Zack Greinke’s Take On Free Agency Offers A Welcomed Break From Usual Rhetoric
We’ve all thought it, of course. Every off-season, every big contract extension, and every notable free agent acquisition have all led baseball fans to the same conclusion over the years.
But then, Zack Greinke actually said it out loud:
Zack Greinke: ‘I could play for the worst team if they paid the most’ http://t.co/L1ojR2Gk5V
— Big League Stew (@bigleaguestew) February 26, 2013
And boy, what a refreshing dose on honesty it was.
Greinke may not be the best pitcher in the league, but he did have the largest contract handed out to a right hander – six-years, $147 million – in major league history for a little while, so he’s in a unique situation to speak on the subject.
Turns out, it was about neither. The Dodgers just happened to have more money to spend.
That simple fact is so obvious that one could almost be taken aback by its simplicity. In fact, fans have had so many ideas of team loyalty, ideal situations, and everything else possible influencing an athlete’s career decisions outside of they money, that to think it’s entirely about the money is essentially a minor revelation.
Wait, you mean when Robinson Cano says he doesn’t play the game for money, that he actually only plays the game for money? At least David Price didn’t dance around it so much, only swapping the term “money” for “respect”.
Yes, baseball players will say they don’t play strictly for the dollars. Yet, the dollars defines everything that they play for.
So when Greinke says he wanted to see free agency even if it would end up being “one year and $1 million”, he’s really talking about getting out to the open market to find out exactly what his accomplishments have been worth in the most tangible sense.
For dissecting that to its basic terms, he deserves credit – even if he is just pointing out the obvious.
Even if it’s just to remind us all as baseball fans that spectator sports are, in fact, industries driven entirely by profit, and that includes the athletes that we admire and criticize on a day-to-day basis.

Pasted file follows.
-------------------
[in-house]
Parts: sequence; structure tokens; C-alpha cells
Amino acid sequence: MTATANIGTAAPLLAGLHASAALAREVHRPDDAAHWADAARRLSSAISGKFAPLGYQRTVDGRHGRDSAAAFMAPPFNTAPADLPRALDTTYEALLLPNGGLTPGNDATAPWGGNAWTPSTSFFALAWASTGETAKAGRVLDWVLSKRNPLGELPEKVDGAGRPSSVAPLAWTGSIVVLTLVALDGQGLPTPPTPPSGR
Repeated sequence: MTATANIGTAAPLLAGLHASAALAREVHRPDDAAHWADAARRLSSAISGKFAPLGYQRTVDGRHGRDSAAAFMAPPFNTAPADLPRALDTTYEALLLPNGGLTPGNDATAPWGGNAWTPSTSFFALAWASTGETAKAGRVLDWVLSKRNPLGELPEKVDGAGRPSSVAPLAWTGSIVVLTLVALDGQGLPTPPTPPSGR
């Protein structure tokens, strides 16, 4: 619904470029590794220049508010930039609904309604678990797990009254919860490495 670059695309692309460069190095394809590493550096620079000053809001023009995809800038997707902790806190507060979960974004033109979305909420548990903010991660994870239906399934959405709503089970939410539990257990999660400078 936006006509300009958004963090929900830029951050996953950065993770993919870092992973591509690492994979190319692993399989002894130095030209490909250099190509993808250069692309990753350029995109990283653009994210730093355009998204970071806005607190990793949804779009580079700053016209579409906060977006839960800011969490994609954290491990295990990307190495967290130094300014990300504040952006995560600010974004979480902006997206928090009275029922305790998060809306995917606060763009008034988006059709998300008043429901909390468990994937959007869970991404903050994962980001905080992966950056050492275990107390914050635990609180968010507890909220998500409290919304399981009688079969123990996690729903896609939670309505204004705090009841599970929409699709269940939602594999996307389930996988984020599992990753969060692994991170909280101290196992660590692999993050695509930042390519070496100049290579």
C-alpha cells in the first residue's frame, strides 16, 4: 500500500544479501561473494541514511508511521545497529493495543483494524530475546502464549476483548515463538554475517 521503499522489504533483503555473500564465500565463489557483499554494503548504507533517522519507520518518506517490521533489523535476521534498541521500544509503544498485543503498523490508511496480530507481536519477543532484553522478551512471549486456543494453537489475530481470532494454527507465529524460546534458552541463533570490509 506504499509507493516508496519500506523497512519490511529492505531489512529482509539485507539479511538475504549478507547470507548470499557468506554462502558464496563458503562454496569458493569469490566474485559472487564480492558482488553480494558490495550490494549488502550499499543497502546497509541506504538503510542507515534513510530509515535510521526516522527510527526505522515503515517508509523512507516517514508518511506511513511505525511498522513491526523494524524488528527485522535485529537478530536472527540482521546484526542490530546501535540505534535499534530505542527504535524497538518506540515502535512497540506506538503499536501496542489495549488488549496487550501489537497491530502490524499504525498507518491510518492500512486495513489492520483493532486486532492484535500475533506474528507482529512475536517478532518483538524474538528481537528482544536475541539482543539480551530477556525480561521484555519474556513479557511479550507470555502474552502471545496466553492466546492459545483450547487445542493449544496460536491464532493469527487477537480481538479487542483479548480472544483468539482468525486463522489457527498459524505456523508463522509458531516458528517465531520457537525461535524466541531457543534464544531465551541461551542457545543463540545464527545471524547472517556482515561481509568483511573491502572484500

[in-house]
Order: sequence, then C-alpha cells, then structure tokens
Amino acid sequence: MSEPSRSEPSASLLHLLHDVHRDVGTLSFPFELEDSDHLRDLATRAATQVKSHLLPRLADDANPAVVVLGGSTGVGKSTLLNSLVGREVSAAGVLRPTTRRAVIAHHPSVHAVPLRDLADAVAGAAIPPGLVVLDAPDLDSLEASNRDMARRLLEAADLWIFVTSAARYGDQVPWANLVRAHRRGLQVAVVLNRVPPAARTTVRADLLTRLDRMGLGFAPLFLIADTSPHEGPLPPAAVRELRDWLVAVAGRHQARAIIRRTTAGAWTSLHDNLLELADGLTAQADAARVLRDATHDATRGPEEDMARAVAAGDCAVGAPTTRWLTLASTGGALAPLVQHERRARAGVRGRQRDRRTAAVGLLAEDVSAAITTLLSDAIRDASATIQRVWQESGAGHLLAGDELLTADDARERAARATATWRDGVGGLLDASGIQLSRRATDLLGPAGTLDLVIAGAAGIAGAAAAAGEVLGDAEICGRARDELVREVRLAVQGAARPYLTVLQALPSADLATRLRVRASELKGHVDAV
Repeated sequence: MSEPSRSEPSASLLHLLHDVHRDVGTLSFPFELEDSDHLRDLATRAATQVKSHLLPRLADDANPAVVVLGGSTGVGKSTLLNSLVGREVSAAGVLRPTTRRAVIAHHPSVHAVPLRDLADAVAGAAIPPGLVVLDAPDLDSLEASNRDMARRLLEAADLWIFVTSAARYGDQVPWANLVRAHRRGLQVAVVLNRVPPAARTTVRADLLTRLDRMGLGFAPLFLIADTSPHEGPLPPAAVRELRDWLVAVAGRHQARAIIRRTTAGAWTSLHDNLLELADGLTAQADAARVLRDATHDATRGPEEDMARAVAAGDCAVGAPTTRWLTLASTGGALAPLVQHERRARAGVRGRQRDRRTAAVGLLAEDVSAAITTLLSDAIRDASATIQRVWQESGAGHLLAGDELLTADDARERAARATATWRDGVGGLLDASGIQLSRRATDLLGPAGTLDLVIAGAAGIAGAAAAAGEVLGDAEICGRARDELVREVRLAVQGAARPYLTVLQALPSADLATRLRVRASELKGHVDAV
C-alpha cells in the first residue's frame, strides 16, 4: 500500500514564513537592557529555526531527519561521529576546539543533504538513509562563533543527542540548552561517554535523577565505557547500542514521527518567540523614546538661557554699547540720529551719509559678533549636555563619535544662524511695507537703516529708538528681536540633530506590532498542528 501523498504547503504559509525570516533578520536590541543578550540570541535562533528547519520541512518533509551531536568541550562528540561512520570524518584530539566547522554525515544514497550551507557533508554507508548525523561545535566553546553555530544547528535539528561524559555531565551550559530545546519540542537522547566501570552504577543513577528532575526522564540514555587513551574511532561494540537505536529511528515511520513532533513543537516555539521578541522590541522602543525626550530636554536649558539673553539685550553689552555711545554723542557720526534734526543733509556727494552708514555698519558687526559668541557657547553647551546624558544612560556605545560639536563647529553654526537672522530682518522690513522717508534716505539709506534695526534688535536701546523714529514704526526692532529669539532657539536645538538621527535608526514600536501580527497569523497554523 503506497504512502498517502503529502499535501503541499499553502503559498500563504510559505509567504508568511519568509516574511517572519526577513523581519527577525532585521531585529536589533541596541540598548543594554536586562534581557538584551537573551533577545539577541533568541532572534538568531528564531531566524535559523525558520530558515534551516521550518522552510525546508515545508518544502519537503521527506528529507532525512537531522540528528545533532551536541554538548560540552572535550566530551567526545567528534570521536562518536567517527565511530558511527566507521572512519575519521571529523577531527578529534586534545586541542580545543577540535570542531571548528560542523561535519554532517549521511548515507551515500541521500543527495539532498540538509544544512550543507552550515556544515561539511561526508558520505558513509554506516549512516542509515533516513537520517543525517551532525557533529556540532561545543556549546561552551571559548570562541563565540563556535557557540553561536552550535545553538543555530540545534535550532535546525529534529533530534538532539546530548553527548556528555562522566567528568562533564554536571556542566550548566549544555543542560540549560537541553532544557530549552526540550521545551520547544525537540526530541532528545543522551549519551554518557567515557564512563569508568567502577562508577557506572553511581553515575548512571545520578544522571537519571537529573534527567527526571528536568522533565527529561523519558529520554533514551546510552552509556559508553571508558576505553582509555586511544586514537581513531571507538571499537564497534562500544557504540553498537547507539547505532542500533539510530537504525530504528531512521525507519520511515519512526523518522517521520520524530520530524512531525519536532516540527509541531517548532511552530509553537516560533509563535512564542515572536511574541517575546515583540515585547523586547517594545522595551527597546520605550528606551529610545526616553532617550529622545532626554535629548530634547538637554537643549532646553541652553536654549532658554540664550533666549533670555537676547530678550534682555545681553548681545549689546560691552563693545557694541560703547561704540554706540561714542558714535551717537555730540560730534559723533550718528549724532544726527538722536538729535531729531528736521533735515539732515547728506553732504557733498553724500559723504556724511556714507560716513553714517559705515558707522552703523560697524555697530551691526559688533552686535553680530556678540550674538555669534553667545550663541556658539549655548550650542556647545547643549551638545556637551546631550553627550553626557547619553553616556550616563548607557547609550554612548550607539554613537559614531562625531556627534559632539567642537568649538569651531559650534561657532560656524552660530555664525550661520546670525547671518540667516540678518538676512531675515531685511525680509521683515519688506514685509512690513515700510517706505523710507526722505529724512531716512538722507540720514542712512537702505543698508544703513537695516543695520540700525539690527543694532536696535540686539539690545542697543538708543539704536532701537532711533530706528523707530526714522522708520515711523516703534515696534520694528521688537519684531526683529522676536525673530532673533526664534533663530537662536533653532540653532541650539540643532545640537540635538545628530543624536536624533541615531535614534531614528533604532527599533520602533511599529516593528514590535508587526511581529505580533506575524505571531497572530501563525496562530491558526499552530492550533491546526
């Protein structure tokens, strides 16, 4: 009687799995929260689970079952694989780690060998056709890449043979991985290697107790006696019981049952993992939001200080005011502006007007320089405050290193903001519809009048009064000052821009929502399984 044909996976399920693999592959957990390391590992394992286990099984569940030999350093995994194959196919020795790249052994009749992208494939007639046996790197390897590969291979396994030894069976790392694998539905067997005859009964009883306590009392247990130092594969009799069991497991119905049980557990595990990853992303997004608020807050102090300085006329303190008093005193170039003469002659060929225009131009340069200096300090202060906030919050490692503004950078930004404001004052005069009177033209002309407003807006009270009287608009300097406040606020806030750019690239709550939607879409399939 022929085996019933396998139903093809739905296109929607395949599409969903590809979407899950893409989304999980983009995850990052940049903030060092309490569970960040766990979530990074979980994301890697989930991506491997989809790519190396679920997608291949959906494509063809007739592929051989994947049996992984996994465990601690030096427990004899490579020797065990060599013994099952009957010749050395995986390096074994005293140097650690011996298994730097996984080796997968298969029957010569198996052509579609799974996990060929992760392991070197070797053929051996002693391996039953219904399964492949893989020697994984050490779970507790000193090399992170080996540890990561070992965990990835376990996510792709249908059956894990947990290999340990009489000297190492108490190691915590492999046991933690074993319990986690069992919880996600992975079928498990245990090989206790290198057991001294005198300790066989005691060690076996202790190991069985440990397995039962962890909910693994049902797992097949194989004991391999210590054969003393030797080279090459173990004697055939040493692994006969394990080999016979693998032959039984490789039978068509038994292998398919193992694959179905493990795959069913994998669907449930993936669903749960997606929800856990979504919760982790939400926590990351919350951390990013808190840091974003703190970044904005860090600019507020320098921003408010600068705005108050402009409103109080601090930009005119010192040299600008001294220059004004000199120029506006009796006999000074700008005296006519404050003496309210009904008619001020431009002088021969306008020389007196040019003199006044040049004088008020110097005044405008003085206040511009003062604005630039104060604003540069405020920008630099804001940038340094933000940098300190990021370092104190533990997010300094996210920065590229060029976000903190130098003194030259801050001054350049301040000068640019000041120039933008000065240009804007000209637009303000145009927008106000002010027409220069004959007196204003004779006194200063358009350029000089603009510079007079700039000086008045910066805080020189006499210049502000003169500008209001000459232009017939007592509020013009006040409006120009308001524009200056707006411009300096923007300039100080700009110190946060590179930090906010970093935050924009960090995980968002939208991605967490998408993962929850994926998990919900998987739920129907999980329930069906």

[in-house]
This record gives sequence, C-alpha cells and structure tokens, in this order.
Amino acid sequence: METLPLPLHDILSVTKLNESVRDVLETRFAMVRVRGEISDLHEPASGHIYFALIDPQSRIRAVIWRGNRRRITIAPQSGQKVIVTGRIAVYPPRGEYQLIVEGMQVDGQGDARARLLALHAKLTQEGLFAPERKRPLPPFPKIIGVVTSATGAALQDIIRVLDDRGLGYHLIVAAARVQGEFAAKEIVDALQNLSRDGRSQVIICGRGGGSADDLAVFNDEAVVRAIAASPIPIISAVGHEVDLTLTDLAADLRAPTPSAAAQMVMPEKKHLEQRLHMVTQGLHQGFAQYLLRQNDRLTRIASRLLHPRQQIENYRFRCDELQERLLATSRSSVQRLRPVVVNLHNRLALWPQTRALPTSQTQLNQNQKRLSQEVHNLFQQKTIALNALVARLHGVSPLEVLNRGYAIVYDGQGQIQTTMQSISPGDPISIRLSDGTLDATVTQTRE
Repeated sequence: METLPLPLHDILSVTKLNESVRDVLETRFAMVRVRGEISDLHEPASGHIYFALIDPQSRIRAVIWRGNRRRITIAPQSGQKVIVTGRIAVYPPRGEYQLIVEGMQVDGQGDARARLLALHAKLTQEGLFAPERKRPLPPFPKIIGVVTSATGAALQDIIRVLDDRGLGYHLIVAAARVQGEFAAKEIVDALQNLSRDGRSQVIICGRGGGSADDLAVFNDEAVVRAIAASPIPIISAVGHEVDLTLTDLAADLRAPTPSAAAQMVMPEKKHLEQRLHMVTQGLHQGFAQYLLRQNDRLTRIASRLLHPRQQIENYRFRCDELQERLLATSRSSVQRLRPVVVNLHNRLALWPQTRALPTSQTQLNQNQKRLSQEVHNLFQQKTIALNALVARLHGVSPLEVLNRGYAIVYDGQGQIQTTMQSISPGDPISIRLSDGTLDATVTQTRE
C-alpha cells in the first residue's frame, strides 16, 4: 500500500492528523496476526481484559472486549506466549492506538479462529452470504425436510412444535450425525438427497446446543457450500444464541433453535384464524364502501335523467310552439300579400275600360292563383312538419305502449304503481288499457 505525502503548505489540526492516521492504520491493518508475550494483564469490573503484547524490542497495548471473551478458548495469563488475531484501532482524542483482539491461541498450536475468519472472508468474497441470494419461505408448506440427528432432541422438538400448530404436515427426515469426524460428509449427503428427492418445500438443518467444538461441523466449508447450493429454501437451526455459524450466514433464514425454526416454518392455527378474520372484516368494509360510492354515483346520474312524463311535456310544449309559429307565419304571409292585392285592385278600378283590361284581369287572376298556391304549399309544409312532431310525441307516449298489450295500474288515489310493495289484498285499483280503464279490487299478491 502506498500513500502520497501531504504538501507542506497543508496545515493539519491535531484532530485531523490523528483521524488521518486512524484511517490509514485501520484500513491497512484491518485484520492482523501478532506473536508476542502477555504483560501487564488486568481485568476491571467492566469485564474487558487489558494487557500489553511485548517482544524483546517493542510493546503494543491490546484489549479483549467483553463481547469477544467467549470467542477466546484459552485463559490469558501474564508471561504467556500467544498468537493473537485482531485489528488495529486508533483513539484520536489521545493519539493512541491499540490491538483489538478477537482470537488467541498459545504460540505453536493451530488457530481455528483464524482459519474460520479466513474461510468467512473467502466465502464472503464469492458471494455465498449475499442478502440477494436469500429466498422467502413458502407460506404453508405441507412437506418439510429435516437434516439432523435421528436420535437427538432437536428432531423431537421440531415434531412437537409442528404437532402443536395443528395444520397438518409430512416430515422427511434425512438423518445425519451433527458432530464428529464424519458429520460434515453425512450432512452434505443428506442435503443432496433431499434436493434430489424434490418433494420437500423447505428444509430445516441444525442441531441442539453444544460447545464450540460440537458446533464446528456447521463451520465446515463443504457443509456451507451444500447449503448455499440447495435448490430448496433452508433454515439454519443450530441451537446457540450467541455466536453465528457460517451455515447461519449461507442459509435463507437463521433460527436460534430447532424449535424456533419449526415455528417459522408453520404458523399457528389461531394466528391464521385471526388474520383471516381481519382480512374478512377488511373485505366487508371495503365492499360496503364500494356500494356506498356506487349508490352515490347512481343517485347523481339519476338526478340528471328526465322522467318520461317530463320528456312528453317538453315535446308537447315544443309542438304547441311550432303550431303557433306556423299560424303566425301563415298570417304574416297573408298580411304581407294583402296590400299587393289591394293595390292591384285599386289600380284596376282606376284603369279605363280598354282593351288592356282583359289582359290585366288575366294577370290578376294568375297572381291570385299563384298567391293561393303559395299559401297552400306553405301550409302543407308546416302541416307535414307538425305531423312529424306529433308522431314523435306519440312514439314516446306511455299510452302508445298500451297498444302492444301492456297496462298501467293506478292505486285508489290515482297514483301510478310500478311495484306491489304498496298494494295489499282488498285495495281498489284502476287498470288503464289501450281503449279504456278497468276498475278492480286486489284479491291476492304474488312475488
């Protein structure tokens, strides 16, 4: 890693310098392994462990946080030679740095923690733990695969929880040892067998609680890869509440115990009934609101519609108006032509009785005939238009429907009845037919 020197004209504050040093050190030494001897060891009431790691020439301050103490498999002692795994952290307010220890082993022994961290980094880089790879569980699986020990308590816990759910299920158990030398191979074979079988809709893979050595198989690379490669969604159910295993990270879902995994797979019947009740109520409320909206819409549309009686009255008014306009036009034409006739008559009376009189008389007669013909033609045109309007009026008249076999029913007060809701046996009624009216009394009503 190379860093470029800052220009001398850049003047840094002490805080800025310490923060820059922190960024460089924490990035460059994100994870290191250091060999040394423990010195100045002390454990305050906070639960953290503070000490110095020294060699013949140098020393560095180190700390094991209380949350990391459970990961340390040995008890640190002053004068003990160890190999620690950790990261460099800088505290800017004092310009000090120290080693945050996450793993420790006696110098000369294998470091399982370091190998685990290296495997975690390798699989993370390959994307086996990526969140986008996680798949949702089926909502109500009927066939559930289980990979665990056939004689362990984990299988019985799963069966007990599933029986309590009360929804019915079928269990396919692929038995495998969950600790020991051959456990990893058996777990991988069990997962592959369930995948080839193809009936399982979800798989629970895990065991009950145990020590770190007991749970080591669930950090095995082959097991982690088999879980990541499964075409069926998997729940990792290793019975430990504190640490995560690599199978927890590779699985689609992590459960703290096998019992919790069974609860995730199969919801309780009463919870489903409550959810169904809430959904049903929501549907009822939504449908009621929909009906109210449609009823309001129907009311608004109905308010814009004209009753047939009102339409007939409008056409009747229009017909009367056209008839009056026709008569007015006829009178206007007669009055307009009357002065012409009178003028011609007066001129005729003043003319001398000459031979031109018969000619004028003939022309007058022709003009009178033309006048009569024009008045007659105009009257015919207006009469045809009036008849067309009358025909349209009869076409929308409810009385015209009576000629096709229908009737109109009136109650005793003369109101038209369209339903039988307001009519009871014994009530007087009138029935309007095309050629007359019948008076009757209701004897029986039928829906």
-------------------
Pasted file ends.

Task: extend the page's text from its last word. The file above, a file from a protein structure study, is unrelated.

There’s been far too much escapist rhetoric created by the narrative of pro sports about personal achievements and legacy – the all-important legacy – that we forget about the millions it takes to get there. One player will be vilified for leaving his team for biggest dollars, while another will be praised for staying home and being paid what they “deserve”.
When really, both happened because there was an owner who was willing to open his pocketbook and pay what an athlete thinks will define their legacy – even home-town discounts are eight to nine-figure affairs.
Do you think David Wright would have stayed with the New York Mets if he was paid the league minimum for the next eight years, if it was guaranteed that he’d be a champion every year? Would Derek Jeter have done it? Justin Verlander? Would anyone in MLB, for whom winning won’t boost their earning potential?
Not a chance.
The reason, they’ll say, is about respect and recognition – paid out in US dollars.
Hopefully, Greinke’s welcomed honesty will lead to a change in the way that the narratives around free agency and contract negotiations in the sport are presented today.
Sure, it’ll give us a little less to talk about, and maybe some of the mystique of the sport will be taken away.
But hey, at least we don’t have to talk about it under the pretenses that the players worked their whole lives to be the best at a child’s game for any other reason.
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